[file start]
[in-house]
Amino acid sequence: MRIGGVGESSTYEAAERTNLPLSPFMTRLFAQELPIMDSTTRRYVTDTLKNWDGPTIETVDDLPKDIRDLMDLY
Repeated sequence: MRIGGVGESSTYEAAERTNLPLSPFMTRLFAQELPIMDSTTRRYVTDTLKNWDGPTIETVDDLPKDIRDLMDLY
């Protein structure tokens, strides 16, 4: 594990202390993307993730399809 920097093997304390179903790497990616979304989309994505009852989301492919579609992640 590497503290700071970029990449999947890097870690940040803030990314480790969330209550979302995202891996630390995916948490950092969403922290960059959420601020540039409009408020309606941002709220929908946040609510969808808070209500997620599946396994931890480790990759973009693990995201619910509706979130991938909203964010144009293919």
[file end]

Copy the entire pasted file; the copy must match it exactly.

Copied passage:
[in-house]
Amino acid sequence: MRIGGVGESSTYEAAERTNLPLSPFMTRLFAQELPIMDSTTRRYVTDTLKNWDGPTIETVDDLPKDIRDLMDLY
Repeated sequence: MRIGGVGESSTYEAAERTNLPLSPFMTRLFAQELPIMDSTTRRYVTDTLKNWDGPTIETVDDLPKDIRDLMDLY
């Protein structure tokens, strides 16, 4: 594990202390993307993730399809 920097093997304390179903790497990616979304989309994505009852989301492919579609992640 590497503290700071970029990449999947890097870690940040803030990314480790969330209550979302995202891996630390995916948490950092969403922290960059959420601020540039409009408020309606941002709220929908946040609510969808808070209500997620599946396994931890480790990759973009693990995201619910509706979130991938909203964010144009293919």